12. ANSWER: C. The image shows excellent delineation of the ventricular blood volumes with a very low background activity. Based on the excellent image quality, the in vitro method is likely to give the best results and is the best answer.
13. A patient with atypical chest pain undergoes an exercise stress single photon emission computed tomography myocardial perfusion imaging (SPECT MPI) study. The short-axis images are shown in Figure 9.10. Which coronary artery is most likely to have a tight stenosis?
13. ANSWER: A. The images show a classic distribution for right coronary artery ischemia with involvement of the inferior wall from the apex to the base and extending to involve the inferolateral wall at the base. There is no evidence of infarction.
14. A female with multiple cardiac risk factors is being evaluated for atypical chest pain of 2 weeks’ duration. The results of a pharmacologic stress SPECT are shown in Figure 9.11. Which combination of CAD distribution is most likely to explain these findings?
14. ANSWER: A. The study shows an apical and lateral wall infarction with periinfarct ischemia in the lateral wall. A tight stenosis in the left main would not involve the apex and spare the majority of the anterior wall and septum. Although the RCA may sometimes supply the inferolateral wall, it seldom supplies blood to the anterolateral wall, and there is no inferior wall involvement. Thus, distal LAD infarct in combination with an LCX infarction and residual ischemia is the most likely explanation for these findings.
15. A 35-year-old female with atypical chest pain and no cardiovascular risk factors walks into the office for evaluation. She has a normal baseline ECG. What is the most appropriate cardiovascular test to order for this patient?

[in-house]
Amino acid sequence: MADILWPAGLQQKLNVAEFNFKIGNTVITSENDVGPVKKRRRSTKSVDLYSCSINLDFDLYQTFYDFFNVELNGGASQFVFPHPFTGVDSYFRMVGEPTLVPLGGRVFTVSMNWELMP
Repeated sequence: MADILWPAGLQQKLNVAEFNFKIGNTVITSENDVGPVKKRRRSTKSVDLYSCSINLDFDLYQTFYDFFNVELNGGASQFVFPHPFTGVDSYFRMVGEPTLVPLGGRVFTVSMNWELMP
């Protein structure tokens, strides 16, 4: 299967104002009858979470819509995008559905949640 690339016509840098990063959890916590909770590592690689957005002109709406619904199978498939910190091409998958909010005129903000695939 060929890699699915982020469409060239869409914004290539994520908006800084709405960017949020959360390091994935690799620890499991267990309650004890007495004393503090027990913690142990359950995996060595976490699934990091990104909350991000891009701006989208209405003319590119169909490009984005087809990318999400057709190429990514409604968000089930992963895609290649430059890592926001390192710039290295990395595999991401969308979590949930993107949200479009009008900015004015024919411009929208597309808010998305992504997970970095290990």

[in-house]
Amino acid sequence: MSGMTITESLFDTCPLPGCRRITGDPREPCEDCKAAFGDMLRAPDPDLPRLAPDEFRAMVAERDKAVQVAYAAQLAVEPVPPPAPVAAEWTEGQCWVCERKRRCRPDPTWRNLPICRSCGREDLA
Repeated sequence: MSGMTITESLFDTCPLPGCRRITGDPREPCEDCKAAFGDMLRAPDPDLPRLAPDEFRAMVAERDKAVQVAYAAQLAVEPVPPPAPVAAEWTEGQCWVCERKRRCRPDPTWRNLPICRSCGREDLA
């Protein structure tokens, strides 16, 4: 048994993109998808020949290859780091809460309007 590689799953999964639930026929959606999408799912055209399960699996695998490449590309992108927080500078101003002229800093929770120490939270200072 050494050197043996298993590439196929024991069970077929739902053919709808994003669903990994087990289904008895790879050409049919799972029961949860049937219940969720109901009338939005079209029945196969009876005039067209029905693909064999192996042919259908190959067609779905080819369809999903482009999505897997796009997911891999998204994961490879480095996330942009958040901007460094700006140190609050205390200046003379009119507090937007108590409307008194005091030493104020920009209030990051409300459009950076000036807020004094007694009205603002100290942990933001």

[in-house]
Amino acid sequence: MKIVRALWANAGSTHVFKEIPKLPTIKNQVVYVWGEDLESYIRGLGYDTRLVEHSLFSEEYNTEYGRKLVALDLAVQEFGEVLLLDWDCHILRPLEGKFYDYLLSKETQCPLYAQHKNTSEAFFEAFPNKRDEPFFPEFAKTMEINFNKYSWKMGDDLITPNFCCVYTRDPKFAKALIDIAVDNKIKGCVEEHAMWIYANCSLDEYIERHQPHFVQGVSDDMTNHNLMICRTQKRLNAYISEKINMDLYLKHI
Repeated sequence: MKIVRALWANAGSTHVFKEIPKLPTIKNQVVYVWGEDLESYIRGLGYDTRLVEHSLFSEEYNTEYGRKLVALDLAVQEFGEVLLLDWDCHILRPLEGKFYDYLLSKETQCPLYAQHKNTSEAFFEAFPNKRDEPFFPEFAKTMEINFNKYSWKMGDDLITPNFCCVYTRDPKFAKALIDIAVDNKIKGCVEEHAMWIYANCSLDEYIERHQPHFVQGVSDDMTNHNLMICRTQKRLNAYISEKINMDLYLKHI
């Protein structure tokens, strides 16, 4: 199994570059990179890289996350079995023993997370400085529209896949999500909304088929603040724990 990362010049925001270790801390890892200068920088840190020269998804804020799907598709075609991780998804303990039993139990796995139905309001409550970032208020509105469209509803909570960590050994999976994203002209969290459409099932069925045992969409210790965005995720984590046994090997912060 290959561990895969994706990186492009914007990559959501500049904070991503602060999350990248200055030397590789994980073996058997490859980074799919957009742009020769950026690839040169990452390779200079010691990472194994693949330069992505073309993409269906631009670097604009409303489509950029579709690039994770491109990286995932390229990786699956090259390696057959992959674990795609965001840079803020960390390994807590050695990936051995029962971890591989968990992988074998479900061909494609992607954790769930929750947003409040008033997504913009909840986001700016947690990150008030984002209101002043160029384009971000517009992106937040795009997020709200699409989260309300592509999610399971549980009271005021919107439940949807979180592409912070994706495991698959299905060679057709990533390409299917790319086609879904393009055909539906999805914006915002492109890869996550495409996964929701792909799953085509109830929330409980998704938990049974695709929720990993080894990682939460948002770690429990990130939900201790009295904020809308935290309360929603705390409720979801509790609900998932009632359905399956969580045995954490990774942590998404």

A. Stress treadmill ECG
B. Stress echocardiogram
C. CT coronary angiography
D. Stress-only SPECT MPI
15. ANSWER: A. With such a low pretest probability of coronary artery disease, it could be argued that no testing is needed. If testing is felt necessary, the stress ECG avoids the risks of radiation and contrast reactions. A stress echocardiogram avoids radiation and contrast, but the ECG offers sufficient accuracy in this low-risk patient that it is the appropriate first test.
16. A 56-year-old female with a remote history of CAD and bypass surgery presents with atypical chest pain and mild dyspnea on exertion. She had an uneventful pharmacologic stress dual-isotope (rest thallium, stress techne-tium-99m) MPI study.
Rest and stress images are shown in Figure 9.12.
The images demonstrate:
A. Normal with diaphragmatic attenuation.
B. Abnormal due to a circumflex infarct.
C. Abnormal due to a circumflex ischemia.
D. Multivessel ischemia.
16. ANSWER: C. There is a moderate perfusion defect involving the entire inferior and inferolateral wall.
Her coronary angiogram showed a patent left mammary graft to the LAD artery and severe disease of the saphenous vein graft to the left circumflex coronary artery and total occlusion of the vein graft to the RCA.
A semiquantitative map showing inferior and inferolateral ischemia is shown in Figure 9.20.
17. A 62-year-old male 10 years S/P coronary artery bypass graft (CABG) with a left internal mammary graft to the LAD artery and saphenous vein graft to the RCA is scheduled for abdominal aortic aneurysm surgery. The pharmacologic stress dual-isotope (rest thallium, stress technetium-99m) MPI study shown in Figure 9.13 demonstrates which of the following?
A. Normal study with diaphragmatic attenuation
B. RCA territory infarct
C. Circumflex territory ischemia
D. Right and circumflex coronary artery infarct and ischemia
18. A 53-year-old female with an old anterior wall myocardial infarction presents with heart failure symptoms and is being considered for surgical revascularization. Her LVEF is 28% by echocardiography.
A rest/pharmacologic stress rubidium-82 and FDG metabolic PET study was performed to assess the presence of hibernating myocardium. Rest and stress and FDG images are shown in Figure 9.14.
Based on the PET perfusion and metabolic study, you would recommend:
A. Continue medical therapy and no revascularization.
B. Medical Rx + biventricular pacing.
C. Medical therapy and revascularization.
D. Heart transplantation.